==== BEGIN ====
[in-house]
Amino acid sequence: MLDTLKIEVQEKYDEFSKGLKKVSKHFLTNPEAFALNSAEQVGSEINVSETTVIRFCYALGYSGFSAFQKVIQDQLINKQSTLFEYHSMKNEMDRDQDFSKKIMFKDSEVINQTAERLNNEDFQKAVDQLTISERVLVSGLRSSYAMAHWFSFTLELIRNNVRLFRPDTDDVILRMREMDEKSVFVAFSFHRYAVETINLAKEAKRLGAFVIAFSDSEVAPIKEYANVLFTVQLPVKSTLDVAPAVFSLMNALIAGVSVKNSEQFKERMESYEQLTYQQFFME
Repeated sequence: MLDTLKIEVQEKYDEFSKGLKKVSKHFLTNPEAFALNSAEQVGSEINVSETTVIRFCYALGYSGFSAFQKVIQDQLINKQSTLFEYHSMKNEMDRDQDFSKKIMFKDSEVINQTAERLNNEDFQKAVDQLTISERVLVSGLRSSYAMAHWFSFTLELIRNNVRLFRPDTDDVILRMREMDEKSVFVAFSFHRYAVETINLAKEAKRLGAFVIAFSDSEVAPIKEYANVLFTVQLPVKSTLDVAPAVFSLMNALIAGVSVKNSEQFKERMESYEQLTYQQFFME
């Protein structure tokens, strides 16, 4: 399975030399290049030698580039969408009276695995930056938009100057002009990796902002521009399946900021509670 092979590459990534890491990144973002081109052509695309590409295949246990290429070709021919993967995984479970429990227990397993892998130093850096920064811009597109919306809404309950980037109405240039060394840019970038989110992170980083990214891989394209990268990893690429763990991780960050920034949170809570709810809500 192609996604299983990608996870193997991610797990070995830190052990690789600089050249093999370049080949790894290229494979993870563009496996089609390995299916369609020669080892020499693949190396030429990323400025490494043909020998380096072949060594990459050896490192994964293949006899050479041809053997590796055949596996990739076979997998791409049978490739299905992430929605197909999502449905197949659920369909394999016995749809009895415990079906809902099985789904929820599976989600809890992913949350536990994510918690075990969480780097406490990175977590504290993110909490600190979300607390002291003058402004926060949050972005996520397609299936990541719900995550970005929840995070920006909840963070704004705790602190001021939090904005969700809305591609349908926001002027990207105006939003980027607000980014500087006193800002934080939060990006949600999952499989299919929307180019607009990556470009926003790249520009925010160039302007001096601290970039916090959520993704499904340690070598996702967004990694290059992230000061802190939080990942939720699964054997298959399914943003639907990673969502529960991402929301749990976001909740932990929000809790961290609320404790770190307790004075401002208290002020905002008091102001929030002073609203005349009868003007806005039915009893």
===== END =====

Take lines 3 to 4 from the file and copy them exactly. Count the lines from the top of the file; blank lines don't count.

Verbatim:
Repeated sequence: MLDTLKIEVQEKYDEFSKGLKKVSKHFLTNPEAFALNSAEQVGSEINVSETTVIRFCYALGYSGFSAFQKVIQDQLINKQSTLFEYHSMKNEMDRDQDFSKKIMFKDSEVINQTAERLNNEDFQKAVDQLTISERVLVSGLRSSYAMAHWFSFTLELIRNNVRLFRPDTDDVILRMREMDEKSVFVAFSFHRYAVETINLAKEAKRLGAFVIAFSDSEVAPIKEYANVLFTVQLPVKSTLDVAPAVFSLMNALIAGVSVKNSEQFKERMESYEQLTYQQFFME
């Protein structure tokens, strides 16, 4: 399975030399290049030698580039969408009276695995930056938009100057002009990796902002521009399946900021509670 092979590459990534890491990144973002081109052509695309590409295949246990290429070709021919993967995984479970429990227990397993892998130093850096920064811009597109919306809404309950980037109405240039060394840019970038989110992170980083990214891989394209990268990893690429763990991780960050920034949170809570709810809500 192609996604299983990608996870193997991610797990070995830190052990690789600089050249093999370049080949790894290229494979993870563009496996089609390995299916369609020669080892020499693949190396030429990323400025490494043909020998380096072949060594990459050896490192994964293949006899050479041809053997590796055949596996990739076979997998791409049978490739299905992430929605197909999502449905197949659920369909394999016995749809009895415990079906809902099985789904929820599976989600809890992913949350536990994510918690075990969480780097406490990175977590504290993110909490600190979300607390002291003058402004926060949050972005996520397609299936990541719900995550970005929840995070920006909840963070704004705790602190001021939090904005969700809305591609349908926001002027990207105006939003980027607000980014500087006193800002934080939060990006949600999952499989299919929307180019607009990556470009926003790249520009925010160039302007001096601290970039916090959520993704499904340690070598996702967004990694290059992230000061802190939080990942939720699964054997298959399914943003639907990673969502529960991402929301749990976001909740932990929000809790961290609320404790770190307790004075401002208290002020905002008091102001929030002073609203005349009868003007806005039915009893």